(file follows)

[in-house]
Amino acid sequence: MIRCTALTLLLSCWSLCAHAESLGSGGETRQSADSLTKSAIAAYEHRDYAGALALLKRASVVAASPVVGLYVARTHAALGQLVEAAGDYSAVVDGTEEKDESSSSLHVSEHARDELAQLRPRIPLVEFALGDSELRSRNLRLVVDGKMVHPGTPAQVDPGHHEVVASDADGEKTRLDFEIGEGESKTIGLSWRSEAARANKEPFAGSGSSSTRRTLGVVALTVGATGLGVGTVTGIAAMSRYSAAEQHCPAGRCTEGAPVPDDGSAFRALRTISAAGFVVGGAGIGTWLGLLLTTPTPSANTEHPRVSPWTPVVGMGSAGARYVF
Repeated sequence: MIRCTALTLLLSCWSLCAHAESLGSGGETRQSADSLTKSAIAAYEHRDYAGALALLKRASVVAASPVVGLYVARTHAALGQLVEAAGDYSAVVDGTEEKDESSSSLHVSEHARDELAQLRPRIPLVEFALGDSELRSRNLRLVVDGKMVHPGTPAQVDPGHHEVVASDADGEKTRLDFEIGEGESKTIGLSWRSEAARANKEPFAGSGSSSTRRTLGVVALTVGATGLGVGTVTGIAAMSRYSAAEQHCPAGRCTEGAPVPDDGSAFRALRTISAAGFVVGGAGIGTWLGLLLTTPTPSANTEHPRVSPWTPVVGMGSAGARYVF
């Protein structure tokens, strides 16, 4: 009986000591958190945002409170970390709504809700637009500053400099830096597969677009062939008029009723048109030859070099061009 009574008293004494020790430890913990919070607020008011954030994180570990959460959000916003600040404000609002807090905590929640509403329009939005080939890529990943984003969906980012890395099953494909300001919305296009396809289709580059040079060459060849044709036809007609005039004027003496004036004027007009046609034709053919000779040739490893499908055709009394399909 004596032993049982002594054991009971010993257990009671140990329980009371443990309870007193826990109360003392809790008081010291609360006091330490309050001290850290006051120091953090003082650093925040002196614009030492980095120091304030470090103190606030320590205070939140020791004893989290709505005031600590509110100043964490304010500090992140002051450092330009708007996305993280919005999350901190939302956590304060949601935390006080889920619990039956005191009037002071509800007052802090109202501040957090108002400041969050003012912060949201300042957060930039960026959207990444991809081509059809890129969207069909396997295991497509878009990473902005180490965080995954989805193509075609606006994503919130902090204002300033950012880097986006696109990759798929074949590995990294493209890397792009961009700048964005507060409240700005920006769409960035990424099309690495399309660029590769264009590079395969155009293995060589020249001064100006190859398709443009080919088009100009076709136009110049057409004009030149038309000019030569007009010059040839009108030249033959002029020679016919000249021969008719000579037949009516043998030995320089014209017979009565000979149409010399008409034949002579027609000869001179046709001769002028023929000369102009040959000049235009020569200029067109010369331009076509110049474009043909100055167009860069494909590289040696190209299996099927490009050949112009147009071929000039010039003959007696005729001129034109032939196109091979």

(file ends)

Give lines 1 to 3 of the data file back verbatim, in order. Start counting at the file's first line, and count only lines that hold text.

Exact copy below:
[in-house]
Amino acid sequence: MIRCTALTLLLSCWSLCAHAESLGSGGETRQSADSLTKSAIAAYEHRDYAGALALLKRASVVAASPVVGLYVARTHAALGQLVEAAGDYSAVVDGTEEKDESSSSLHVSEHARDELAQLRPRIPLVEFALGDSELRSRNLRLVVDGKMVHPGTPAQVDPGHHEVVASDADGEKTRLDFEIGEGESKTIGLSWRSEAARANKEPFAGSGSSSTRRTLGVVALTVGATGLGVGTVTGIAAMSRYSAAEQHCPAGRCTEGAPVPDDGSAFRALRTISAAGFVVGGAGIGTWLGLLLTTPTPSANTEHPRVSPWTPVVGMGSAGARYVF
Repeated sequence: MIRCTALTLLLSCWSLCAHAESLGSGGETRQSADSLTKSAIAAYEHRDYAGALALLKRASVVAASPVVGLYVARTHAALGQLVEAAGDYSAVVDGTEEKDESSSSLHVSEHARDELAQLRPRIPLVEFALGDSELRSRNLRLVVDGKMVHPGTPAQVDPGHHEVVASDADGEKTRLDFEIGEGESKTIGLSWRSEAARANKEPFAGSGSSSTRRTLGVVALTVGATGLGVGTVTGIAAMSRYSAAEQHCPAGRCTEGAPVPDDGSAFRALRTISAAGFVVGGAGIGTWLGLLLTTPTPSANTEHPRVSPWTPVVGMGSAGARYVF